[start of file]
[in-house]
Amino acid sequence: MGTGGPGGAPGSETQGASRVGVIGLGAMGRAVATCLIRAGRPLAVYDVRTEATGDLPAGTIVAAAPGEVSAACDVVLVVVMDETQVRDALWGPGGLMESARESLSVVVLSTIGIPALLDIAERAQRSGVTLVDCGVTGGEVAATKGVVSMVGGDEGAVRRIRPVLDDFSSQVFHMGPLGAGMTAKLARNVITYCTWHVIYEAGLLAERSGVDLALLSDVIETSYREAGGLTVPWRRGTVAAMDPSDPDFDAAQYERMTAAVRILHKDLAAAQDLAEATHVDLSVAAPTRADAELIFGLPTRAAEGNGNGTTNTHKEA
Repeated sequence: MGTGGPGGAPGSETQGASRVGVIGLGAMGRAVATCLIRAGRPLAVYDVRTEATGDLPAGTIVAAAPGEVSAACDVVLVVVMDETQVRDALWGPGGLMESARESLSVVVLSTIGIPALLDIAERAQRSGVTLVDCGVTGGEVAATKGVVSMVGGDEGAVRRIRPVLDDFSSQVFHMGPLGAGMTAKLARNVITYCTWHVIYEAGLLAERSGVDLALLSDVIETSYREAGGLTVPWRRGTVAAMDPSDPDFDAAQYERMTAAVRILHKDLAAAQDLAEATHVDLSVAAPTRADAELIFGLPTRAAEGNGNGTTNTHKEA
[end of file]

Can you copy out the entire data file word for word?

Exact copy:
[in-house]
Amino acid sequence: MGTGGPGGAPGSETQGASRVGVIGLGAMGRAVATCLIRAGRPLAVYDVRTEATGDLPAGTIVAAAPGEVSAACDVVLVVVMDETQVRDALWGPGGLMESARESLSVVVLSTIGIPALLDIAERAQRSGVTLVDCGVTGGEVAATKGVVSMVGGDEGAVRRIRPVLDDFSSQVFHMGPLGAGMTAKLARNVITYCTWHVIYEAGLLAERSGVDLALLSDVIETSYREAGGLTVPWRRGTVAAMDPSDPDFDAAQYERMTAAVRILHKDLAAAQDLAEATHVDLSVAAPTRADAELIFGLPTRAAEGNGNGTTNTHKEA
Repeated sequence: MGTGGPGGAPGSETQGASRVGVIGLGAMGRAVATCLIRAGRPLAVYDVRTEATGDLPAGTIVAAAPGEVSAACDVVLVVVMDETQVRDALWGPGGLMESARESLSVVVLSTIGIPALLDIAERAQRSGVTLVDCGVTGGEVAATKGVVSMVGGDEGAVRRIRPVLDDFSSQVFHMGPLGAGMTAKLARNVITYCTWHVIYEAGLLAERSGVDLALLSDVIETSYREAGGLTVPWRRGTVAAMDPSDPDFDAAQYERMTAAVRILHKDLAAAQDLAEATHVDLSVAAPTRADAELIFGLPTRAAEGNGNGTTNTHKEA